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JfJfP comments


2016:

06 May: Tair Kaminer starts her fifth spell in gaol. Send messages of support via Reuven Kaminer

04 May: Against the resort to denigration of Israel’s critics

2015:

23 Dec: JfJfP policy statement on BDS

14 Nov: Letter to the Guardian about the Board of Deputies

11 Nov: UK ban on visiting Palestinian mental health workers

20 Oct: letter in the Guardian

13 Sep: Rosh Hashanah greetings

21 Aug: JfJfP on Jeremy Corbyn

29 July: Letter to Evening Standard about its shoddy reporting

24 April: Letter to FIFA about Israeli football

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2014:

15 Dec: Chanukah: Celebrating the miracle of holy oil not military power

1 Dec: Executive statement on bill to make Israel the nation state of the Jewish people

25 Nov: Submission to All-Party Parliamentary Group Against Antisemitism

7 Sept: JfJfP Executive statement on Antisemitism

3 Aug: Urgent disclaimer

19 June Statement on the three kidnapped teenagers

25 April: Exec statement on Yarmouk

28 Mar: EJJP letter in support of Dutch pension fund PGGM's decision to divest from Israeli banks

24 Jan: Support for Riba resolution

16 Jan: EJJP lobbies EU in support of the EU Commission Guidelines, Aug 2013–Jan 2014

2013:

29 November: JfJfP, with many others, signs a "UK must protest at Bedouin expulsion" letter

November: Press release, letter to the Times and advert in the Independent on the Prawer Plan

September: Briefing note and leaflet on the Prawer Plan

September: JfJfP/EJJP on the EU guidelines with regard to Israel

14th June: JfJfP joins other organisations in protest to BBC

2nd June: A light unto nations? - a leaflet for distribution at the "Closer to Israel" rally in London

24 Jan: Letter re the 1923 San Remo convention

18 Jan: In Support of Bab al-Shams

17 Jan: Letter to Camden New Journal about Veolia

11 Jan: JfJfP supports public letter to President Obama

Comments in 2012 and 2011

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Posts

“Israel as a Jewish and democratic state”

swiss-appeal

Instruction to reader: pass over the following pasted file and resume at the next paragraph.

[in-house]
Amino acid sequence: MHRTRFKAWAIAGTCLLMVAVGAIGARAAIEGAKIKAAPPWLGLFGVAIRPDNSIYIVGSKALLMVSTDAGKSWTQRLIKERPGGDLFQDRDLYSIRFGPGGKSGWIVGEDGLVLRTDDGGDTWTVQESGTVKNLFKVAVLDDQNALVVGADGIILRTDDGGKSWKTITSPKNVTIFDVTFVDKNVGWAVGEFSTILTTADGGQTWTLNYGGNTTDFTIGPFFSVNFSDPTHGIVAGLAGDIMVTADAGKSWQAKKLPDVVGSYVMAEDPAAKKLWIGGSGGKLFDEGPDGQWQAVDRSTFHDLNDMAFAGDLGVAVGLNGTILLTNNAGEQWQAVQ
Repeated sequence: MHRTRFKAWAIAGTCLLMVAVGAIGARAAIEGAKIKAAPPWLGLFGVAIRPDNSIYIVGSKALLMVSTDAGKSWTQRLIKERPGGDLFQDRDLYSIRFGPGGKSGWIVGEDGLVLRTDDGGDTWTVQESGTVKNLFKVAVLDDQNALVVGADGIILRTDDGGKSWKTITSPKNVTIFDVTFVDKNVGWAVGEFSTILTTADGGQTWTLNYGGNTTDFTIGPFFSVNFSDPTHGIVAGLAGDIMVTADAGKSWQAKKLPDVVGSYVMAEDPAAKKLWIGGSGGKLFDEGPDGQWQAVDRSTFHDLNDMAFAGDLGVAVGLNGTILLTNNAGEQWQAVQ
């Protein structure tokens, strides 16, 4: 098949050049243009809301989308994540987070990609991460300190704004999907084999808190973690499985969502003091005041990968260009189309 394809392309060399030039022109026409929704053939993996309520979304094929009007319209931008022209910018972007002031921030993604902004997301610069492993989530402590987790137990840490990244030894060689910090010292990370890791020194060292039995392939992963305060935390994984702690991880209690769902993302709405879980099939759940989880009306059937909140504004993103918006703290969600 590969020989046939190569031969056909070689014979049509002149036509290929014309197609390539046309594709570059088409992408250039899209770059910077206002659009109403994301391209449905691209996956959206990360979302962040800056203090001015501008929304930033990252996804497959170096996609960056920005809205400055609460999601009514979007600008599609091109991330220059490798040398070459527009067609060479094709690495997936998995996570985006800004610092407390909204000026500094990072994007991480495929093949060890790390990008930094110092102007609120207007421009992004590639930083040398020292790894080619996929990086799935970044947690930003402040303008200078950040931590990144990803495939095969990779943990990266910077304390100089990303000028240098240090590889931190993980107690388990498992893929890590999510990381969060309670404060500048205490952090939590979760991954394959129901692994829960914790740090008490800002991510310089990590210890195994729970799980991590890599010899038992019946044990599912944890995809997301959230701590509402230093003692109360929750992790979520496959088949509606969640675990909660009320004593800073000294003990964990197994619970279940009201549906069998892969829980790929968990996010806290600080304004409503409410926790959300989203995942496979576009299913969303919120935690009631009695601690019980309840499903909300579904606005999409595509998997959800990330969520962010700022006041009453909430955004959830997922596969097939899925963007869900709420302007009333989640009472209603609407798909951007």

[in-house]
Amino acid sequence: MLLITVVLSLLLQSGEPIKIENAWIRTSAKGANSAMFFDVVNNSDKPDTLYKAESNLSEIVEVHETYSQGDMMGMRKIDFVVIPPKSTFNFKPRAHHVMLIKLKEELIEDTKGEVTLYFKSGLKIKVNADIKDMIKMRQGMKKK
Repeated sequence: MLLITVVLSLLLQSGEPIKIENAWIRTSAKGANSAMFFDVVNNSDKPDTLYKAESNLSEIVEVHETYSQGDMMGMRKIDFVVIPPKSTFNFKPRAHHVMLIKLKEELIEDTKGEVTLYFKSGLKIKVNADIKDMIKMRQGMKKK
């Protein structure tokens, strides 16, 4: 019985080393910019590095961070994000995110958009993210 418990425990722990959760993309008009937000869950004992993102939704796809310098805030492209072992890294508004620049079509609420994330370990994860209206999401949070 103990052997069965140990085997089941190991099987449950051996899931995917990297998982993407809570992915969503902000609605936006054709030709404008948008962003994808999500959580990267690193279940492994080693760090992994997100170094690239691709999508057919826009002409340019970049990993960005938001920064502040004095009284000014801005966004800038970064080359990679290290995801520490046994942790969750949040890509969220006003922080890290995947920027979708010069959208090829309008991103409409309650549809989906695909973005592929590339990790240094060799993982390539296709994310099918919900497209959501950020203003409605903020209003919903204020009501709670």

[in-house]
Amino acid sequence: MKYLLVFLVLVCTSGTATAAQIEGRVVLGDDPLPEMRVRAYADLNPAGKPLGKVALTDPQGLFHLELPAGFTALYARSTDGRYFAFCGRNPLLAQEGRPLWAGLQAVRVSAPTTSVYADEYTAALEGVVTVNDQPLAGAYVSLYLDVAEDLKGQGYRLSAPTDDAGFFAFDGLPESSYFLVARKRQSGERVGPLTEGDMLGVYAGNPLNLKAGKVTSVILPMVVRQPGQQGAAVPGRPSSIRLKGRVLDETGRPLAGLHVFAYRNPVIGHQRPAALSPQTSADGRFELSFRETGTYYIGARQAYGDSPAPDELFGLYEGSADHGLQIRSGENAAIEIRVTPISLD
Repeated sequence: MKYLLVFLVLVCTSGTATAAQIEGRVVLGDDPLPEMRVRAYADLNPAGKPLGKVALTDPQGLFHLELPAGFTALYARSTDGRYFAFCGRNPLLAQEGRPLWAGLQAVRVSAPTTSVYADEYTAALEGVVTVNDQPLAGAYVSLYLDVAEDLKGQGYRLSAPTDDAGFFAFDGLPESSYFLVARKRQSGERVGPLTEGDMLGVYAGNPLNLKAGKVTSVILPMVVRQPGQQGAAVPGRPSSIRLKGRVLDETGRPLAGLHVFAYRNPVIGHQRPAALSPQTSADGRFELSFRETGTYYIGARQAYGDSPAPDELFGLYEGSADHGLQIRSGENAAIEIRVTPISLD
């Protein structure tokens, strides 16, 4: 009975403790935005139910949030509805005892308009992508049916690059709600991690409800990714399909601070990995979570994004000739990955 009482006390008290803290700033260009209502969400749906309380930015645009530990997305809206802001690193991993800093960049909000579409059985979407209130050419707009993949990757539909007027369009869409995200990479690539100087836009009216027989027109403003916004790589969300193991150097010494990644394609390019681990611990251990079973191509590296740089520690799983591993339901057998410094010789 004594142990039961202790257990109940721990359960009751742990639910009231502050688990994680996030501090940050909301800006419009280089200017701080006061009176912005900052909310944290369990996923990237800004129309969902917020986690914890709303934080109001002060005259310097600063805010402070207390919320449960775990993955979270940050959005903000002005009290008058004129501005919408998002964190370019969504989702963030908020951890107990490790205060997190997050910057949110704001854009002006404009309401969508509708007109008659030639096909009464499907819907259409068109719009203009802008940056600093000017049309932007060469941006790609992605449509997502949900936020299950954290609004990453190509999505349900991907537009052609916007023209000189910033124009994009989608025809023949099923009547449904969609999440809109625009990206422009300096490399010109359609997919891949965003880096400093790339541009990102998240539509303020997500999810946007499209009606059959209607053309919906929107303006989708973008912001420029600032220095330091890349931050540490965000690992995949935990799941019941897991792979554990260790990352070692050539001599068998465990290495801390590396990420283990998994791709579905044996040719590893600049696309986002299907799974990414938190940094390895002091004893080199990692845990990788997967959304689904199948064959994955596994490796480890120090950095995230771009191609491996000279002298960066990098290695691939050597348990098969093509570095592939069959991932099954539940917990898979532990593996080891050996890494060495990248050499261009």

Zurich, August 19, 2010

Dear signatories of the Appeal by concerned Jews to the Israeli Government

Our last mail about “Israel as a Jewish and democratic state” triggered a few reactions from your midst. We would like to outline some of our thoughts on this subject.

There is an ongoing debate among political scientists in Israel about this question. Basically three concepts are discussed: Israel is described as “Ethnic Democracy”, as “Ethnocracy” and as Formal Democracy combining different concepts of citizenship for Jews and Arabs.

The Israeli sociologist Sammy Smooha describes Israel as the archetype of an “Ethnic Democracy”. An ethnic democracy combines full political and civil rights for all citizens with a structured dominance of one ethnic group. Smooha writes: »Ethnic democracy is a system in which two contradictory principles operate: “the democratic principle”, making for equal rights and equal treatment of all citizens, and “the ethnic principle”, making for fashioning a homogeneous nation-state and privileging the ethnic majority« [Smooha 1998:200].

Others [Ghanem/Rouhana/Yiftachel 1998] have criticized the term “ethnic democracy” for the Israeli state, because core elements of democracy – equality of all citizens, minority rights and clear boundaries of sovereignty – do not exist in Israel. They describe Israel as “Ethnocracy”. An ethnocracy consists of a political system that ensures domination and control of one ethnic group in the state. In such a system, rights and privileges depend not on the status of citizenship but on ethnical origin. The functions of legal, institutional and executive instruments of power are to ensure ethnic dominance of one group.

Still other scholars [Shafir/Peled 2002] draw on the distinction between liberal and republican citizenship in order to describe the Israeli system. Liberal citizenship is a passive status conferring political rights and duties on citizens. In Israel all citizens – Jews and Arabs alike – enjoy the status of liberal citizenship: they can vote, run for election and have to pay taxes. Republican citizenship however is a status that bestows membership and the possibility of participation in a moral collective – a “nation”. In Israel, only Jews enjoy this status of republican citizenship: »[W]hile Jews and Arabs formally enjoy equal citi¬zenship rights, only Jews can exercise their citizenship as practice, by attending to the com¬mon good«. The “common good” in Israel is defined as the interest of the Jewish nation. While Palestinians have the same formal status as Jewish Israelis, they are discriminated against on a structural and personal level. This discrimination stems from the fact that they are not considered as belonging to the Jewish nation for which the state of Israel was built. The definition of Israel as democratic and Jewish state formulates inclusion and exclusion of the Palestinian minority at the same time.

On one hand Israel is a representative Democracy – as opposed to a Monarchy, Autocracy, Dictatorship. On the other hand the State of Israel is conceived of as the state of the Jewish People, thereby excluding all non-Jewish citizens to a lesser status. In purpose and content then, Israel can only be called a true democracy if it perceives itself to be the State of the Israeli people, meaning: the state of all its citizens.

Best regards,
Shelley Berlowitz and Jochi Weil

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